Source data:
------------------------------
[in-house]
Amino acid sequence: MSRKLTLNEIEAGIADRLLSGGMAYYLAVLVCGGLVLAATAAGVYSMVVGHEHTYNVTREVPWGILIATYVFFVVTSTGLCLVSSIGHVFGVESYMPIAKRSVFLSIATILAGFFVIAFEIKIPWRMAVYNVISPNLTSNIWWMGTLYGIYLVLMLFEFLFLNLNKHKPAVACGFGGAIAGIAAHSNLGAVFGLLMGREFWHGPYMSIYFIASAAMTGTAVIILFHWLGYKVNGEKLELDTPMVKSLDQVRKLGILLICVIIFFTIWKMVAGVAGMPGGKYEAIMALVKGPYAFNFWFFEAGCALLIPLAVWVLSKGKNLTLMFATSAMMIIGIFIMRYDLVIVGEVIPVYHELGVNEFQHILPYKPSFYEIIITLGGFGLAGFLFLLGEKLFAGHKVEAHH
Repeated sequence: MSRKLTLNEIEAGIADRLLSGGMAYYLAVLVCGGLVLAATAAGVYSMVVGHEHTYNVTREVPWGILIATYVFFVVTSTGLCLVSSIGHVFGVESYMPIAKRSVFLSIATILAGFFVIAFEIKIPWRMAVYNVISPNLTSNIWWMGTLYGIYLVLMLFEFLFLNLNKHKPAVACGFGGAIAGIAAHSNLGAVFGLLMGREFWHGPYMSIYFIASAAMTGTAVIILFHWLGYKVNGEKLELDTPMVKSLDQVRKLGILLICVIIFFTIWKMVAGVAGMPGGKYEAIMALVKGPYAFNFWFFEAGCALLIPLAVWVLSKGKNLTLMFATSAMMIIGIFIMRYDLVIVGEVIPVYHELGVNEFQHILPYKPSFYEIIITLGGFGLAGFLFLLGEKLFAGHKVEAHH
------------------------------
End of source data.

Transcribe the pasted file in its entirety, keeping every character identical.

[in-house]
Amino acid sequence: MSRKLTLNEIEAGIADRLLSGGMAYYLAVLVCGGLVLAATAAGVYSMVVGHEHTYNVTREVPWGILIATYVFFVVTSTGLCLVSSIGHVFGVESYMPIAKRSVFLSIATILAGFFVIAFEIKIPWRMAVYNVISPNLTSNIWWMGTLYGIYLVLMLFEFLFLNLNKHKPAVACGFGGAIAGIAAHSNLGAVFGLLMGREFWHGPYMSIYFIASAAMTGTAVIILFHWLGYKVNGEKLELDTPMVKSLDQVRKLGILLICVIIFFTIWKMVAGVAGMPGGKYEAIMALVKGPYAFNFWFFEAGCALLIPLAVWVLSKGKNLTLMFATSAMMIIGIFIMRYDLVIVGEVIPVYHELGVNEFQHILPYKPSFYEIIITLGGFGLAGFLFLLGEKLFAGHKVEAHH
Repeated sequence: MSRKLTLNEIEAGIADRLLSGGMAYYLAVLVCGGLVLAATAAGVYSMVVGHEHTYNVTREVPWGILIATYVFFVVTSTGLCLVSSIGHVFGVESYMPIAKRSVFLSIATILAGFFVIAFEIKIPWRMAVYNVISPNLTSNIWWMGTLYGIYLVLMLFEFLFLNLNKHKPAVACGFGGAIAGIAAHSNLGAVFGLLMGREFWHGPYMSIYFIASAAMTGTAVIILFHWLGYKVNGEKLELDTPMVKSLDQVRKLGILLICVIIFFTIWKMVAGVAGMPGGKYEAIMALVKGPYAFNFWFFEAGCALLIPLAVWVLSKGKNLTLMFATSAMMIIGIFIMRYDLVIVGEVIPVYHELGVNEFQHILPYKPSFYEIIITLGGFGLAGFLFLLGEKLFAGHKVEAHH